For decades, patient health information has been both the heart of every healthcare entity and one of its most vulnerable areas.
As discussed in our HIPAA for startups article, the goal of HIPAA was to protect patient privacy by keeping protected health information (PHI) private and secure. PHI and e-PHI must be protected from unauthorized access and breach. But preventing data breaches and unauthorized access to stored information is not as easy as it sounds.
The Need for an IT Expert
According to the Office for Civil Rights (OCR) breach database, a lot of reported breaches are a result of stolen or lost laptop, mobile, or other portable devices. It pressures healthcare entities to become more aware of the fact that a properly executed cloud solution can help to solve the issue of securing these devices.
And this is where IT service providers come into play.
Cyber-attacks on an organization’s software are one of the main reasons why HIPAA and privacy regulations were implemented in the healthcare sector. An IT specialist can make sure that software storing and transmitting PHI on your entity’s behalf is HIPAA compliant. To protect all electronic devices (hardware) of your organization, they need to assess physical storage and security vulnerabilities.
Data Storage and Encryption
Since an increasing number of patient e-PHI is hosted on an organization’s cloud system, every health care entity needs to obey several data encryption policies.
HIPAA covered entities and business associates must carefully examine specific provisions and policies of their cloud provider before using the service for PHI. Some cloud services don’t provide a business associate agreement, others don’t encrypt data both at rest and in transit, and some services are not HIPAA compliant out-of-the-box but can be custom configured.
At the end of the day, it is your responsibility as a covered entity or business associate to follow all the regulations and choose the service that will secure you from violating HIPAA policies.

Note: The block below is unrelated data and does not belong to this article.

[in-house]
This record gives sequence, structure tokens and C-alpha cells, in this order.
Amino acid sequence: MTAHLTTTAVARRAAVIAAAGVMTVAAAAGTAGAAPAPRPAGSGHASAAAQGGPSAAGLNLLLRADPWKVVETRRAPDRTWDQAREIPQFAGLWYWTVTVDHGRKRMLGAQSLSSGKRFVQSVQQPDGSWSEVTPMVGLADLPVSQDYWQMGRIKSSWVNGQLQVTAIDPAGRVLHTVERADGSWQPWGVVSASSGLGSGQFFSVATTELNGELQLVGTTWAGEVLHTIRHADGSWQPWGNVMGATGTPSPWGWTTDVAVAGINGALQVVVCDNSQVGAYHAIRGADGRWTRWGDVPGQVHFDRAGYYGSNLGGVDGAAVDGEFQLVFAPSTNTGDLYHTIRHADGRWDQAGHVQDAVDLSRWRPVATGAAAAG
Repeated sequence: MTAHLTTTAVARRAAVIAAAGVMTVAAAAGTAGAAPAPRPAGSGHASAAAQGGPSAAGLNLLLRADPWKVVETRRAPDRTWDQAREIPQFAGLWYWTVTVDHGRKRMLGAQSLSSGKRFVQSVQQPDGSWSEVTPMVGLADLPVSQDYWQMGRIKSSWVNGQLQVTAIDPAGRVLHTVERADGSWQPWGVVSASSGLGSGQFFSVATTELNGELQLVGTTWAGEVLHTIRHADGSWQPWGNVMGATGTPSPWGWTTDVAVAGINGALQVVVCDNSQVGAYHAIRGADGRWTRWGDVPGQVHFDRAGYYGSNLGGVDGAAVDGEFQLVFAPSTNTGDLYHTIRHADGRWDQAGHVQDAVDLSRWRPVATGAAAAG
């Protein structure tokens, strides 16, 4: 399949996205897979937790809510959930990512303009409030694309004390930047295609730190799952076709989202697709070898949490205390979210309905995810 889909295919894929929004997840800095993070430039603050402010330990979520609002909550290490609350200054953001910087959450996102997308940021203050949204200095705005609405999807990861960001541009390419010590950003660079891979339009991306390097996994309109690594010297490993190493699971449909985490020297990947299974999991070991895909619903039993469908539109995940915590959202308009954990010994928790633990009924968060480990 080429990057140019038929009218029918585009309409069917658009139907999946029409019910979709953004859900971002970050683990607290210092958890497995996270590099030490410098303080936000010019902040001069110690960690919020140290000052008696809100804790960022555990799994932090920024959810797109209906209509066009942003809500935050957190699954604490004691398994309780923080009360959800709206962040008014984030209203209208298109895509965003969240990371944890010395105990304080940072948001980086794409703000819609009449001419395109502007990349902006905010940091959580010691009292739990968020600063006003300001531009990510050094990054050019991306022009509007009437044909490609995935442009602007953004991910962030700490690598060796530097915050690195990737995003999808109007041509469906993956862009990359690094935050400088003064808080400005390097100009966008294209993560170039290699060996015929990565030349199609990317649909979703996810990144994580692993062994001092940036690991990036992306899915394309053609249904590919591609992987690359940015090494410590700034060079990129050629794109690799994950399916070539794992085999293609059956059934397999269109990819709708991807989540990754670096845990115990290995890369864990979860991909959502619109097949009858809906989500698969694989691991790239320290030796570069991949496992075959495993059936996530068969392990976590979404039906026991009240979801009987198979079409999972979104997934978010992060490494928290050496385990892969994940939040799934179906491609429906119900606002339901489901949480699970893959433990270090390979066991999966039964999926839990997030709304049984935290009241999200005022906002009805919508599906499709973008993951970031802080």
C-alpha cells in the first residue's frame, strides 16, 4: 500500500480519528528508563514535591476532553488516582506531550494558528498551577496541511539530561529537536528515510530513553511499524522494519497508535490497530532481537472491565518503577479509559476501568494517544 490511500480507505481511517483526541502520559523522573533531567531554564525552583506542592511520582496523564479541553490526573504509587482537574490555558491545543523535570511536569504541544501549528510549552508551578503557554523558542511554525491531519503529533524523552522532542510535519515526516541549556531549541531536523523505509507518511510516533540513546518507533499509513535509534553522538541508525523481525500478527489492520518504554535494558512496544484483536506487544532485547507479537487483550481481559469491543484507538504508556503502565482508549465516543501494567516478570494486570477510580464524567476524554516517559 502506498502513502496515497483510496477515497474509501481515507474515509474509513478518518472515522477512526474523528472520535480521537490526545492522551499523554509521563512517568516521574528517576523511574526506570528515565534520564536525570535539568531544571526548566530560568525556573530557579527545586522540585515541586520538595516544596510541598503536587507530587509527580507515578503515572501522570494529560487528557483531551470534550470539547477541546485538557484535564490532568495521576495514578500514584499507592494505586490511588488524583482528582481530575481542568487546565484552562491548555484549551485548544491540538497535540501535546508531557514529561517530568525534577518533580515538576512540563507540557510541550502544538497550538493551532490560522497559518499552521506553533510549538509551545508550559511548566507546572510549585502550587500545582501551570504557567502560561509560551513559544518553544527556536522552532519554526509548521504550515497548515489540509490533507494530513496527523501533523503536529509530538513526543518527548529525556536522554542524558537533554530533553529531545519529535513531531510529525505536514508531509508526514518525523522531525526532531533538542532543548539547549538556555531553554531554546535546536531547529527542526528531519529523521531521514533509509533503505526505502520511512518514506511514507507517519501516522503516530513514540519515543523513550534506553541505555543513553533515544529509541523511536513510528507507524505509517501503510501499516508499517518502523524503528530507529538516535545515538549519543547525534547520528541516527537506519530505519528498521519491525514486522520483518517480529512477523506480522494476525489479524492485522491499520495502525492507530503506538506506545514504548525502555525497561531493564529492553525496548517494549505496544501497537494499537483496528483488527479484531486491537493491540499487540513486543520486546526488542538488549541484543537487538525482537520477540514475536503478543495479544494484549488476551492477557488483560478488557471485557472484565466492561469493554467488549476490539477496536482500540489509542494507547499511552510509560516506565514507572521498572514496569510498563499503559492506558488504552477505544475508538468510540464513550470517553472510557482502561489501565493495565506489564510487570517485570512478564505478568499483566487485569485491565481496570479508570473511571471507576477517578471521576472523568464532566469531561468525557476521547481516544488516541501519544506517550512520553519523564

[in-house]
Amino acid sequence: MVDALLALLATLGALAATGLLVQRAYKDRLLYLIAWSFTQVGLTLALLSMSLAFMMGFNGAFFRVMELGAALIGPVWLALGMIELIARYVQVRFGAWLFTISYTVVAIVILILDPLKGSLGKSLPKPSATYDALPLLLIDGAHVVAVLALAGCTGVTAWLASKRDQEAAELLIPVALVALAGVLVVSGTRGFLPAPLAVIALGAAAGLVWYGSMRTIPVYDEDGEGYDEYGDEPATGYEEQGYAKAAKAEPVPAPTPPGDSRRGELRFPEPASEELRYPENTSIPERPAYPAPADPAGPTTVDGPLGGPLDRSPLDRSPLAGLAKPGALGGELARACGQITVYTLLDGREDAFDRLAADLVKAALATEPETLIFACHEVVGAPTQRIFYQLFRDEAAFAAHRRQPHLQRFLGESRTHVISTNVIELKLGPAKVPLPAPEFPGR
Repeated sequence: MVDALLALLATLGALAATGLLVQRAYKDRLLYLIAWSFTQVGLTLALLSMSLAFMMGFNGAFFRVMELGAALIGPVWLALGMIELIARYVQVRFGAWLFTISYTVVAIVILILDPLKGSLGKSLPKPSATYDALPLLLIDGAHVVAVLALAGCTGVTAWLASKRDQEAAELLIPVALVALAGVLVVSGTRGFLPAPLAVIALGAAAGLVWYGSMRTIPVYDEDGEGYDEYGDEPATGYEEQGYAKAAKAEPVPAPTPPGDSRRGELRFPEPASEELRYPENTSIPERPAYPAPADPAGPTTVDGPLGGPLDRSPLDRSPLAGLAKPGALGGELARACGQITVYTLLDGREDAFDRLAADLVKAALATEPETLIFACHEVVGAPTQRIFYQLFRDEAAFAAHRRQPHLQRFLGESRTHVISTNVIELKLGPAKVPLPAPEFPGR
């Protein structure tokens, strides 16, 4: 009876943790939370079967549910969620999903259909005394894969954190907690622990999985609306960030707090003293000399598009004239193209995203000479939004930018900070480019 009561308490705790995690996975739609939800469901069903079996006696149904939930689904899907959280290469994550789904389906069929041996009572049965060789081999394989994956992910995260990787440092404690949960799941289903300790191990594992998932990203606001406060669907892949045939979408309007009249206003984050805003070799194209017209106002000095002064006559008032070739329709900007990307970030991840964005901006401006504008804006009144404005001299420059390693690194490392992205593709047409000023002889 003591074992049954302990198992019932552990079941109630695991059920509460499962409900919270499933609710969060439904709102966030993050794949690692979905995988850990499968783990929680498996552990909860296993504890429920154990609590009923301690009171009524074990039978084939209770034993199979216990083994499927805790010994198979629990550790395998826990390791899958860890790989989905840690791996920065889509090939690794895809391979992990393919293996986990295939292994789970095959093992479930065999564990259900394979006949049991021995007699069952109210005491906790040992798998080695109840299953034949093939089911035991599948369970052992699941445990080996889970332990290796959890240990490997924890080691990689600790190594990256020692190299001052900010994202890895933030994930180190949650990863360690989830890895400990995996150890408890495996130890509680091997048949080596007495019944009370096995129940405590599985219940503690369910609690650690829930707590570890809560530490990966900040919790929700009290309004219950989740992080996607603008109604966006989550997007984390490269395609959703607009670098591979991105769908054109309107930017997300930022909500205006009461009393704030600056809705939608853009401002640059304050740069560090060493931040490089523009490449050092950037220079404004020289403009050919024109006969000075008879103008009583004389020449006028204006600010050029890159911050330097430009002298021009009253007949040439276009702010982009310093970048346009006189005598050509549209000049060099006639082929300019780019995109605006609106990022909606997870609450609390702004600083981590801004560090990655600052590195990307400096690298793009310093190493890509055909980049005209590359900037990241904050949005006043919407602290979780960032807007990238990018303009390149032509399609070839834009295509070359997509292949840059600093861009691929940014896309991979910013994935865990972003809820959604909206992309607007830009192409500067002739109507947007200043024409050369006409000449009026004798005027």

According to Microsoft, their services are not officially certified for HIPAA or HITECH yet. However, Office 365 is verified to meet the requirements of the Health Insurance Portability and Accountability Act Business Associate Agreement (HIPAA BAA).
Microsoft Excel, one of the applications included in Office 365, is still commonly used for creating spreadsheets and databases that contain e-PHI even though its ways to protect e-PHI are limited.
When using Microsoft Excel, keep in mind:
1. Excel data is easy to lose or corrupt.
2. If several people have access to an Excel file, it does not meet HIPAA requirements because it cannot create a unique authentication login and password. This is important as there is no way to limit access through authorization and it is hard to maintain an audit trail created by event logging.
To stay HIPAA compliant while using Excel for storing and sharing data containing e-PHI, you will need to:
1. Maintain an access log to document the access for all your staff.
2. Maintain a change management log that includes information like an individual’s name, time and date of access, and a reason for access (entering new data or modifying existing data, exporting or importing data, and deleting or backing up data).
3. Enable a password-protected screensaver.
And again, using Microsoft services will not on its own make your records HIPAA compliant. Your organization is the one responsible for ensuring that you have an adequate compliance program and internal processes in place and that your use of Microsoft services aligns with HIPAA regulations.
We Can Help
Itirra’s experts are more than happy to help you keep excel data records HIPAA compliant.
But to make your life a bit easier, we would rather help your organization maintain your HIPAA compliant status by providing you with a tailor-made solution that helps to secure any vulnerable information you may have. We can offer you a centralized cloud solution with full access control and audit logs no matter what device your employees use.
A custom-made solution will:
1. Make an account configured in a way that prevents e-PHI files from being shared with anyone outside your organization.
2. Help you customize your settings and choose an appropriate user access level by easily adding, removing, and reviewing it.
3. Assist you in monitoring any updates to your encrypted files. These include saving, modifying, or deleting. When any of these actions happen, you will be able to see what was done and the details of a person behind it.
4. If needed, provide you with reports that detail your team’s sharing, authentication, and administrator activities. We recommend AWS cloud. However, if you prefer Microsoft Azure, Google Cloud, or something else, we are willing to help your software development team with any related questions.